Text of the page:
Calls for elections by the Zimbabwe African National Union-Patriotic Front and the Movement for Democratic Change are just a bluff. Neither party wants the elections now or next year. They are not ready and the climate is not right.
The parties to the Global Political Agreement admitted in the document that brought about the inclusive government that elections were not only divisive but confrontational. In short, elections mean violence.
The parties agreed that it was essential to allow the agreement to “take root” before any elections and to give the people of Zimbabwe “breathing space and a healing period”.
Though the inclusive government has been in office for 13 months, the agreement has not taken root yet. But more importantly the people of Zimbabwe have not enjoyed any breathing space. Healing will probably take even longer than the five-year period allowed for normal elections.
Those calling for elections are forgetting that elections in Zimbabwe by their very nature have been violent throughout the country’s 30-year history and not only in the 10-years since the formation of the MDC.
In 1980, Robert Mugabe narrowly escaped death when his motorcade was bombed at the Masvingo aerodrome. A week later, the printing press at Mambo Press in Gweru, publishers of Moto, the only paper that was publishing articles in favour of the liberation movements, ZANU-PF and the Zimbabwe African People’s Union, was bombed.
In 1985 whole villages of supporters of ZAPU were burned in what was then termed “perm”. During the elections a ZAPU supporter who had taken refuge at a police station in Kwekwe was dragged out and beaten to death.
In 1990 former Gweru mayor Patrick Kombayi was shot and disabled for the rest of his life.
The violence intensified after the 2000 referendum on the draft constitution which was the first national defeat for ZANU-PF. The MDC, which had been formed months earlier, also became ZANU-PF’s biggest challenge since independence.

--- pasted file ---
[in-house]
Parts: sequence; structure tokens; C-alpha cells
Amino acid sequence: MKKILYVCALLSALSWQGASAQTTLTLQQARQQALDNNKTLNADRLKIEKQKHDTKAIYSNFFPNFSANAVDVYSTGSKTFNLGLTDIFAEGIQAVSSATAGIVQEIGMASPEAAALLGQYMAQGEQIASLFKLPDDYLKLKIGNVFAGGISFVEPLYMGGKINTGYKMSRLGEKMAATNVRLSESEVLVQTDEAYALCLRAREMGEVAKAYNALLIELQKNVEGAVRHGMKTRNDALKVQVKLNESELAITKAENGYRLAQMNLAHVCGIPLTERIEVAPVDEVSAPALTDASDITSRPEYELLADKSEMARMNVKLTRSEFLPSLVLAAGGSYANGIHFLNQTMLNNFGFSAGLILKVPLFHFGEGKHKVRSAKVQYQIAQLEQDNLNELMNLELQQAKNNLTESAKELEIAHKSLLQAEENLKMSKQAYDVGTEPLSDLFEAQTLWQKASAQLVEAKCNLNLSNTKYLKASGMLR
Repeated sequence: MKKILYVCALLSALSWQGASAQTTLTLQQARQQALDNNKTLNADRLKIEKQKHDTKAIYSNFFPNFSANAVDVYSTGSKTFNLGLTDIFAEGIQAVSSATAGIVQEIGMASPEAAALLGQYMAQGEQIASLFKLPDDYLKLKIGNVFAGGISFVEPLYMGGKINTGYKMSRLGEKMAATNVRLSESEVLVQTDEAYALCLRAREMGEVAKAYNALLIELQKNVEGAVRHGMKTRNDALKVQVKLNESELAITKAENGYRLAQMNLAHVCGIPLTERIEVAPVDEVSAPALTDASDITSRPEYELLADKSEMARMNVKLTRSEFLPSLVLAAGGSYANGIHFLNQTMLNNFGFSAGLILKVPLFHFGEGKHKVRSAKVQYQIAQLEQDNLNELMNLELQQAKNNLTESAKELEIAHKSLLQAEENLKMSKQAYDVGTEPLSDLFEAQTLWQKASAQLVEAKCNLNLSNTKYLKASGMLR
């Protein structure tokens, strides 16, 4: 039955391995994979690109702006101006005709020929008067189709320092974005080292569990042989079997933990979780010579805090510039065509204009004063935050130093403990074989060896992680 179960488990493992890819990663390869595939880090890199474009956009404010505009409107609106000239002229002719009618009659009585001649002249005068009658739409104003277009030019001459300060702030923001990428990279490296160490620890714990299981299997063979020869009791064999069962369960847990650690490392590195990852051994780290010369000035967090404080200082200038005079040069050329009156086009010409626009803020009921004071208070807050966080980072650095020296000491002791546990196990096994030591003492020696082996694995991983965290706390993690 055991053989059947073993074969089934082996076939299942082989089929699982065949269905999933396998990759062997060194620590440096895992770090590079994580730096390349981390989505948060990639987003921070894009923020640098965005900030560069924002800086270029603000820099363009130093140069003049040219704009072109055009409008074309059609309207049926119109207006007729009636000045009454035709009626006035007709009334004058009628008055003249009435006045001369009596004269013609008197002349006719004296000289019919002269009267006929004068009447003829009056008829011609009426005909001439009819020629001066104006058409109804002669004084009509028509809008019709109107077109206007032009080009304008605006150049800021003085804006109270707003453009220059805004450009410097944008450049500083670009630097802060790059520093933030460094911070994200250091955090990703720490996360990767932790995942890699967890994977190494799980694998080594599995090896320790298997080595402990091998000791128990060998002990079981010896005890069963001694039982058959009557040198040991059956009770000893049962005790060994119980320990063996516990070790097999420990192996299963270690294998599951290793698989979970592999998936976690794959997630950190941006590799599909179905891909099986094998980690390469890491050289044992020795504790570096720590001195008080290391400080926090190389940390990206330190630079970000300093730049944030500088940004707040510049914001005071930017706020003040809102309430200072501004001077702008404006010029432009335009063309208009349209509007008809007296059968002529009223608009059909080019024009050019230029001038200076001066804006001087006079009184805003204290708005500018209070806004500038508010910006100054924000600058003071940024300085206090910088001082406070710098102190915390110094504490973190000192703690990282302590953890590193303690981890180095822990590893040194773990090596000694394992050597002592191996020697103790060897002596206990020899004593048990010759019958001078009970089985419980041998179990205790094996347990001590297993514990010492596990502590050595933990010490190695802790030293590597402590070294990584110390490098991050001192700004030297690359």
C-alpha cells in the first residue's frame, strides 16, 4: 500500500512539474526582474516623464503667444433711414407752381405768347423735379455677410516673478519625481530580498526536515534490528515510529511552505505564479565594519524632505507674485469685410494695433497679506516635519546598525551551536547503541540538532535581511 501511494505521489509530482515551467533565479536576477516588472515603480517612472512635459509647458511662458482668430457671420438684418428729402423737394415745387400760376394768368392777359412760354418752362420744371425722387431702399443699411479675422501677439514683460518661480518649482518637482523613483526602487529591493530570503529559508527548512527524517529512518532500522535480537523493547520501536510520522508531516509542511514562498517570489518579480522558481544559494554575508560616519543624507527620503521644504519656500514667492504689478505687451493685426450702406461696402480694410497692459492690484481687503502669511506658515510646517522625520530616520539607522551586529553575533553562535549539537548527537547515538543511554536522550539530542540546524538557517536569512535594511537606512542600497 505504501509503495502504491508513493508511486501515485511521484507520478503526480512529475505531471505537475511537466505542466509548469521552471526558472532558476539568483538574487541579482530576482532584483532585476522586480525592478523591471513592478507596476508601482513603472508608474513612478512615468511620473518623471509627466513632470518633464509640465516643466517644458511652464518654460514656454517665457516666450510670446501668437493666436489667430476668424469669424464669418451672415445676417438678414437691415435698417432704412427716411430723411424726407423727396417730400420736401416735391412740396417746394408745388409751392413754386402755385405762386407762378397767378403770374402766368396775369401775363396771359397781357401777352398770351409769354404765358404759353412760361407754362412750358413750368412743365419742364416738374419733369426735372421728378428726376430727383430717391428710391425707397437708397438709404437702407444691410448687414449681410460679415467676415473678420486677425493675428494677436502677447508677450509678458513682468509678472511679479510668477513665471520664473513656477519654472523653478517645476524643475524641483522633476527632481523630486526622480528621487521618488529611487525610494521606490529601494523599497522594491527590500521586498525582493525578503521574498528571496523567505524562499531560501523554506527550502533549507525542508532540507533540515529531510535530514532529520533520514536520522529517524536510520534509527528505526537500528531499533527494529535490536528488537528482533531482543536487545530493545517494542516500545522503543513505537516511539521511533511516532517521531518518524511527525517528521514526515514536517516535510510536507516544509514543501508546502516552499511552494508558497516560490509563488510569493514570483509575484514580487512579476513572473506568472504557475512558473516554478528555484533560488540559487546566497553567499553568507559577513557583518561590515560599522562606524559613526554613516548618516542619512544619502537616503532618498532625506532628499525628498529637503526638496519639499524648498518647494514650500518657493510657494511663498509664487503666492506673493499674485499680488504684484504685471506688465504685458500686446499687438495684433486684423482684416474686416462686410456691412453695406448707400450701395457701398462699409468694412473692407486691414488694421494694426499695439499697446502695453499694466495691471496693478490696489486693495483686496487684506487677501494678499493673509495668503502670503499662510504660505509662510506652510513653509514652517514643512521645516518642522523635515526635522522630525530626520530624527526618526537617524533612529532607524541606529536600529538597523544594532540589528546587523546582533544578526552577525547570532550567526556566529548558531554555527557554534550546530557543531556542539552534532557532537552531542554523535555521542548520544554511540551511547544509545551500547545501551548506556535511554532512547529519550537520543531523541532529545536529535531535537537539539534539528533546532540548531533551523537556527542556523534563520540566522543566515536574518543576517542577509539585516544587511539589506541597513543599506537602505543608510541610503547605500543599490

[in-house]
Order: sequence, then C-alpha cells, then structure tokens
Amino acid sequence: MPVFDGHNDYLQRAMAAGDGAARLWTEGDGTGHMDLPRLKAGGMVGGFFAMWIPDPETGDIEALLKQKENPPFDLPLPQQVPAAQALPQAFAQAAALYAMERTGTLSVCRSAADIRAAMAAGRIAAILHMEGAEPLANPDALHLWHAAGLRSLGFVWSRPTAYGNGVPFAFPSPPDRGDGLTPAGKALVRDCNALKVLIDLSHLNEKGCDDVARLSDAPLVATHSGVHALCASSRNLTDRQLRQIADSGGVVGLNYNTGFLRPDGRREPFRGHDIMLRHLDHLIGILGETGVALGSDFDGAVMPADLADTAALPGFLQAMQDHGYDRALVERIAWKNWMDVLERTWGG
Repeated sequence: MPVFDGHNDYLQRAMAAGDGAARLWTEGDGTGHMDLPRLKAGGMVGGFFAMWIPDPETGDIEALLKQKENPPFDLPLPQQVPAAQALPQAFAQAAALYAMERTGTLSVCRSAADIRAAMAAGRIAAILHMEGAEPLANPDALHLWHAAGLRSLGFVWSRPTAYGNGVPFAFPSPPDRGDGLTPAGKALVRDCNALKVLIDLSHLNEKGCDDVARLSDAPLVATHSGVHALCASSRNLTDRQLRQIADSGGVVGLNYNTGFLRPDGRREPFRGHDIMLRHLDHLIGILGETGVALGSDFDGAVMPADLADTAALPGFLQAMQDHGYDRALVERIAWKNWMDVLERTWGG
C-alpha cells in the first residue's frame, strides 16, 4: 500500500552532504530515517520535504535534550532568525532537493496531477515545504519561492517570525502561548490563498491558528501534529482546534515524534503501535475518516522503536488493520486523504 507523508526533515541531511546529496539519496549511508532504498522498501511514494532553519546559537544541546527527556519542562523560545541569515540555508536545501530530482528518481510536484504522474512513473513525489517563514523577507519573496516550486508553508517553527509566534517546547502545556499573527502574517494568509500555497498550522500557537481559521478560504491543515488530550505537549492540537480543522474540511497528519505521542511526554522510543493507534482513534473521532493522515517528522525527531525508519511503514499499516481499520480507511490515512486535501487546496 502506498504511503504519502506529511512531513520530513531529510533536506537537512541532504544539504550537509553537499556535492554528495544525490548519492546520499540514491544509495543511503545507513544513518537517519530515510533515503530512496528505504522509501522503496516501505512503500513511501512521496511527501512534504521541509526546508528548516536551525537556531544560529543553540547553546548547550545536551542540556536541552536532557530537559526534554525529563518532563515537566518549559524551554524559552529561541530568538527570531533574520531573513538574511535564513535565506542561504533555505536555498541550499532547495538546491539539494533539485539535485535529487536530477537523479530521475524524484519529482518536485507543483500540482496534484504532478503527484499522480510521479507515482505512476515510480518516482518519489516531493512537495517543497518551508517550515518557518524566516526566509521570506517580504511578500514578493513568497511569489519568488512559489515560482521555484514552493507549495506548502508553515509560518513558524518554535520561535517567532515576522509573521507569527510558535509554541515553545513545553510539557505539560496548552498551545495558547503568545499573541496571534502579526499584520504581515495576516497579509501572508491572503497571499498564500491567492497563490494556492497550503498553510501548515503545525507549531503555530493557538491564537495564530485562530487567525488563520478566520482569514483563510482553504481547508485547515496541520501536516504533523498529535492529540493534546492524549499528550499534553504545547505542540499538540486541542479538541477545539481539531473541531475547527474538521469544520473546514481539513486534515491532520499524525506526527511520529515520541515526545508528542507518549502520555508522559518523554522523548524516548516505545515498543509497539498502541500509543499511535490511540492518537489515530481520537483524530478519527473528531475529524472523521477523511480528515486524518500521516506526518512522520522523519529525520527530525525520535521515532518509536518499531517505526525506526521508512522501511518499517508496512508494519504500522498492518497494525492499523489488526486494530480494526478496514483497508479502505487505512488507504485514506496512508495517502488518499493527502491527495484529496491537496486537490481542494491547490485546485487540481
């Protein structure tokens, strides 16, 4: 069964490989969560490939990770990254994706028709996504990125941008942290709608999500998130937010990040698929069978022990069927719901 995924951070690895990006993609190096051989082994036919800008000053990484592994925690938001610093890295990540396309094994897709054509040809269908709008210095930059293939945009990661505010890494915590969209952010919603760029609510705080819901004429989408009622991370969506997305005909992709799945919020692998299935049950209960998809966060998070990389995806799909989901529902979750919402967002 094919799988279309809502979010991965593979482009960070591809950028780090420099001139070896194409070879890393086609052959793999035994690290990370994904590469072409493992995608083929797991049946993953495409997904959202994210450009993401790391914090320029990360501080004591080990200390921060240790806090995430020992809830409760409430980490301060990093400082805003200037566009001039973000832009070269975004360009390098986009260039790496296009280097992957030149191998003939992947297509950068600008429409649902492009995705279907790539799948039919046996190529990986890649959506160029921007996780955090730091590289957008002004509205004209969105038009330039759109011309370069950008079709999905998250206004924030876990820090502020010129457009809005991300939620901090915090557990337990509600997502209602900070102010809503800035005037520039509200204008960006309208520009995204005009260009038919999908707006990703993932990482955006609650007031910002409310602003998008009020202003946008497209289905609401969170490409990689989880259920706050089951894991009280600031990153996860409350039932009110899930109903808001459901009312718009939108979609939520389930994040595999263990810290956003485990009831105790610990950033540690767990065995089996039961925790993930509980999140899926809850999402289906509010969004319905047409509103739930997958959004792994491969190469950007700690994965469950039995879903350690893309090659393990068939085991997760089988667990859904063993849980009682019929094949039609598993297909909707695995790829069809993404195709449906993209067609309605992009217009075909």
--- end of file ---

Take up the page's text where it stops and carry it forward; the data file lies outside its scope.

But what made things worse was that the country was holding parliamentary elections only three months after the referendum. ZANU-PF was staring defeat in the eyes and unleashed unprecedented violence which enabled it to narrowly win the election.
The country has not known any peace since then because it was holding elections of one form or another nearly every year.
In 2001 the country held national local government elections which saw the MDC taking over the major cities. This was followed in 2002 by the Presidential elections.
There were two national elections in 2005, parliamentary elections in March and towards the end of the year, senate elections.
Three years later, there were unified national elections with the MDC winning the parliamentary elections and ZANU-PF the senate.
Now mediator South African President Jacob Zuma says the country should have elections next year.
Besides their divisive nature, the climate is not right for any elections. The MDC, despite public posturing, is not ready for the elections. It has never had time to build the party, which has up to now largely won elections by default, because all that the people want is for Mugabe to go and not necessarily that they support the MDC.
If anything, contrary to media speculation, it is ZANU-PF that is ready for the elections. It may not be popular, but it is ready for elections any time and has been campaigning and rebuilding its structures ever since.
But the major question everyone must ask before any elections is: What has fundamentally changed between March 2008 and now that can allow free and fair elections whose verdict will be accepted by the very people that usurped the 2008 verdict? If nothing has changed, why waste people’s time?
The second question is: Who is going to fund the elections? The government does not have money to come up with a new constitution. It does not have money to repair roads. So why waste money on elections which can be overturned anyway if the results are not to one party’s liking?
Rushing elections could easily plunge the nation back to chaos.